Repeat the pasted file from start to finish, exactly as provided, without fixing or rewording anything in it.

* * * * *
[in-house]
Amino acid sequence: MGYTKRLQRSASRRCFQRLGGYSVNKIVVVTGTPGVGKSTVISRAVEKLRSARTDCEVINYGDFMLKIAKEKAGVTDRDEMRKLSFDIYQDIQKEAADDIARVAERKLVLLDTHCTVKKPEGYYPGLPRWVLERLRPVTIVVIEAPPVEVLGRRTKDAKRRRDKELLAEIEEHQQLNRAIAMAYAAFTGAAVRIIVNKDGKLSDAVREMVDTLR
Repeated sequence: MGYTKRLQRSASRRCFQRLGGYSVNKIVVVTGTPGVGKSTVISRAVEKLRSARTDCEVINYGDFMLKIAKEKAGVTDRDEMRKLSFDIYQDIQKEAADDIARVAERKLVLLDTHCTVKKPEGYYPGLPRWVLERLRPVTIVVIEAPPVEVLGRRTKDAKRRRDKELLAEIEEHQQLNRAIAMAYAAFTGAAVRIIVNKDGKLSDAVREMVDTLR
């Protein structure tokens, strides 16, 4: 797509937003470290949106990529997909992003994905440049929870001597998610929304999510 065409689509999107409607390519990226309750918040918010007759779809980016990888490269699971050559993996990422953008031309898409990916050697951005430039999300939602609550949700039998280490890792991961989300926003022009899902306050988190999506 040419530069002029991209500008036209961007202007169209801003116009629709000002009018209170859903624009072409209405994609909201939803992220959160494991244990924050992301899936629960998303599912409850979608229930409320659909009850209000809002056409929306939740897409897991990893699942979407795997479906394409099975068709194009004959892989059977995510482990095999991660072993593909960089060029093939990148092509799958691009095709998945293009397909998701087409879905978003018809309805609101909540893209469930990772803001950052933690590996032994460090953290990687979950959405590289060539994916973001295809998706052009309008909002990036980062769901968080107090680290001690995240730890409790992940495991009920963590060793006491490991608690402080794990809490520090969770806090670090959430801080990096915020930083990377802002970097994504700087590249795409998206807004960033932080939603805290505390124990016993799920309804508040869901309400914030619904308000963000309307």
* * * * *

[in-house]
Amino acid sequence: MGYTKRLQRSASRRCFQRLGGYSVNKIVVVTGTPGVGKSTVISRAVEKLRSARTDCEVINYGDFMLKIAKEKAGVTDRDEMRKLSFDIYQDIQKEAADDIARVAERKLVLLDTHCTVKKPEGYYPGLPRWVLERLRPVTIVVIEAPPVEVLGRRTKDAKRRRDKELLAEIEEHQQLNRAIAMAYAAFTGAAVRIIVNKDGKLSDAVREMVDTLR
Repeated sequence: MGYTKRLQRSASRRCFQRLGGYSVNKIVVVTGTPGVGKSTVISRAVEKLRSARTDCEVINYGDFMLKIAKEKAGVTDRDEMRKLSFDIYQDIQKEAADDIARVAERKLVLLDTHCTVKKPEGYYPGLPRWVLERLRPVTIVVIEAPPVEVLGRRTKDAKRRRDKELLAEIEEHQQLNRAIAMAYAAFTGAAVRIIVNKDGKLSDAVREMVDTLR
């Protein structure tokens, strides 16, 4: 797509937003470290949106990529997909992003994905440049929870001597998610929304999510 065409689509999107409607390519990226309750918040918010007759779809980016990888490269699971050559993996990422953008031309898409990916050697951005430039999300939602609550949700039998280490890792991961989300926003022009899902306050988190999506 040419530069002029991209500008036209961007202007169209801003116009629709000002009018209170859903624009072409209405994609909201939803992220959160494991244990924050992301899936629960998303599912409850979608229930409320659909009850209000809002056409929306939740897409897991990893699942979407795997479906394409099975068709194009004959892989059977995510482990095999991660072993593909960089060029093939990148092509799958691009095709998945293009397909998701087409879905978003018809309805609101909540893209469930990772803001950052933690590996032994460090953290990687979950959405590289060539994916973001295809998706052009309008909002990036980062769901968080107090680290001690995240730890409790992940495991009920963590060793006491490991608690402080794990809490520090969770806090670090959430801080990096915020930083990377802002970097994504700087590249795409998206807004960033932080939603805290505390124990016993799920309804508040869901309400914030619904308000963000309307």